The volunteers stayed in my family house. Therefore it was common for them to share toffees and other cookies to the children in the house. They didn’t know our names and we didn’t know theirs, either. After promising to take me abroad for studies, they never returned. This was a common theme across the whole Banko community.

In the advent of technology, the cell phone camera is everywhere and photo-taking is a possibility for many. It is more difficult to control the taking of photos and sharing over the internet, particularly because of Social media (Facebook, Instagram, etc.).

Yes, publicizing the pictures has advantages such as

  • Media provide powerful tools in the campaign to give children the right to express their opinions and to make a difference in decisions that affect them.
  • Publicity for children can empower them and affirm their worth as human beings with opinions that are worth hearing.
  • Photos and articles can raise awareness of children’s needs generally, or help raise funds for a good cause.

The Effect of Images on the Perception of Africa

But the risk is high for children. Especially child protection issues should always be at the forefront of any decision to publicize an image of a child. Pictures of starving, emaciated and diseased African children are frequently used to help raise funds for international NGOs.

But do these images paint a fair and balanced picture of life in other countries? Do these pictures help to promote the rights of children in the long run?

The effect of some of the pictures taken by volunteers was shown in a study conducted by Richard Borowski in Leeds University. He sought to assess the perception of White youth on Africa. He asked the youth to choose a picture that best depicted Africa. “Over 73% selected a picture of hungry children holding out an empty plate. Subsequently 53% selected an image of straw huts in a rural setting”.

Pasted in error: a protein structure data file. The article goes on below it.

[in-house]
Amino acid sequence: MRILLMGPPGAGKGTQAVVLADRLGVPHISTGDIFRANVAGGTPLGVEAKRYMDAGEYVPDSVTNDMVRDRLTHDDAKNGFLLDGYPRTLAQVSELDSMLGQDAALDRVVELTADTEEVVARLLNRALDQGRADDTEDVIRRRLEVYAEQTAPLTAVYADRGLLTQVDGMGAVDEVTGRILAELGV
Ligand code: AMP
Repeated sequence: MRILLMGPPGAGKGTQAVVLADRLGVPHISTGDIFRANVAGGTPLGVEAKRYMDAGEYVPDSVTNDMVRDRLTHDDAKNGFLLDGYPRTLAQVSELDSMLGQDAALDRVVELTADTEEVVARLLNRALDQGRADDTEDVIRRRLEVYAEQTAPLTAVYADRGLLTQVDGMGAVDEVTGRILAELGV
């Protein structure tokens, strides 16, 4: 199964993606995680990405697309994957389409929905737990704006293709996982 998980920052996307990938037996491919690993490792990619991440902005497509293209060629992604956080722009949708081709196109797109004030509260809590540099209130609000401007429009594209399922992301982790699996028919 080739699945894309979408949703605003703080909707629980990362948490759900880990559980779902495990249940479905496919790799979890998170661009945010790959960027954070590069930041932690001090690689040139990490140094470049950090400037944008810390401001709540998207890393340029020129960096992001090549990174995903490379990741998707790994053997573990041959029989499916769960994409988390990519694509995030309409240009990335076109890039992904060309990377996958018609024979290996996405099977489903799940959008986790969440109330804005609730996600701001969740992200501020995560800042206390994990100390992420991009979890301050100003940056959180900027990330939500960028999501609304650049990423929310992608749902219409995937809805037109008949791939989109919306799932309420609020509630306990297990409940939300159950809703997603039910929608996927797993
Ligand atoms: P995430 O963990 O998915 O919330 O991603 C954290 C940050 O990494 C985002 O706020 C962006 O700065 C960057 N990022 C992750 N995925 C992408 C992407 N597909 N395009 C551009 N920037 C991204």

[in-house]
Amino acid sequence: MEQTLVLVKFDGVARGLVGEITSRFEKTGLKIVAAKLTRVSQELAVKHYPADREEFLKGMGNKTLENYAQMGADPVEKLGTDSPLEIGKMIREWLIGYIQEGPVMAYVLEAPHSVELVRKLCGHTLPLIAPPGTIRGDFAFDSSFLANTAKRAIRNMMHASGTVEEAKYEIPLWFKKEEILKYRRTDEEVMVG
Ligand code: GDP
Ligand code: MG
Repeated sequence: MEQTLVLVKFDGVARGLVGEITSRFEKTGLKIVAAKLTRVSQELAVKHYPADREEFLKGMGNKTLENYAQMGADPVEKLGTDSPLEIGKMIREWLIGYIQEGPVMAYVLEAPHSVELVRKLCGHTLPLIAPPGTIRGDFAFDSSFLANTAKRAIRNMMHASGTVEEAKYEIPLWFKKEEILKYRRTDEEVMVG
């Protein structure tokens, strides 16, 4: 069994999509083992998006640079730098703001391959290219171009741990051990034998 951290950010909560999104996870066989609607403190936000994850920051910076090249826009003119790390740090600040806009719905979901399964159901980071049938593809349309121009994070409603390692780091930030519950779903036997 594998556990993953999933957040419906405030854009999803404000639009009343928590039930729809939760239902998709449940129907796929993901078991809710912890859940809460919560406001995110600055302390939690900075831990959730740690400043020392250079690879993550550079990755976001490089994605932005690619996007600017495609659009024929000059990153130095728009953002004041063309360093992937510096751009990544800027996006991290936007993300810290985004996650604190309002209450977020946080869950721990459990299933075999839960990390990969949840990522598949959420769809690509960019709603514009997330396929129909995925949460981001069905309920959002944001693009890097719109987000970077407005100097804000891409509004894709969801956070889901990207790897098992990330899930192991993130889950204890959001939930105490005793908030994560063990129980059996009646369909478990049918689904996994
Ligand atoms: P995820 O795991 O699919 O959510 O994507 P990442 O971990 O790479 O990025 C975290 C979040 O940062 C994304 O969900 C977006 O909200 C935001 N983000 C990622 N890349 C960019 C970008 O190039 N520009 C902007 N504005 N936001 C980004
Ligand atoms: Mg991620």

The Way Forward

The narrative for Ghana and Africa has to be changed!

Horrifying pictures of starving children, war, diseases as seen in the Western media is not a complete picture of Africa. If the media continues on their splurge of negative African stories, Africa will continue to be seen as the “scar on the conscience of the world.”
The uniform view Westerners have of Africa reduces the color painting of nearly a billion people to a single pixel. 

There is the need to shirk off the imperialists’ mentality shown by some White volunteers in their volunteering trips to Africa. 

There is an online coure that helps you to do better while volunteering in an african country!

responsible volunteering in Africa

Did you always dream of volunteering in Africa? To help the poor people? To make a difference? And do you know how you can actually help? By changing the story while volunteering. By acknowledging for who you are in an African country! Social media posts and captions are an important part of the training that we offer. As well as white saviorism, stereotypes and white privilege. Are you willing to do the work so that you not only have more fun and impact while volunteering in an African country but the people you are ‘helping’ as well!

Interested? Follow the link for more information. Or simply sign up for the online course!

In a few months, I will leave for Cameroon to do voluntary work. Thanks to this course, I have a much better and fair idea about my time in Africa.
A valuable and fun course you will not be regretting!

Boy Roeles

People like our friend Assan keep us accountable

As you might remember Moon&Star guesthouse has changed the volunteer program drastically. If you want to read more about the change and why we changed I invite you to read the following blog post ‘Volunteering in Africa – Out of date!?’

Our volunteering program has a big emphasis on sustainability and no negative impact on the community we work in. For example, we offer an online preparation program in which we already discuss topics like stereotypes, picture taking, and Social media.

Please contact us with any question you might have! Or follow Moon&Star guesthouse on Instagram!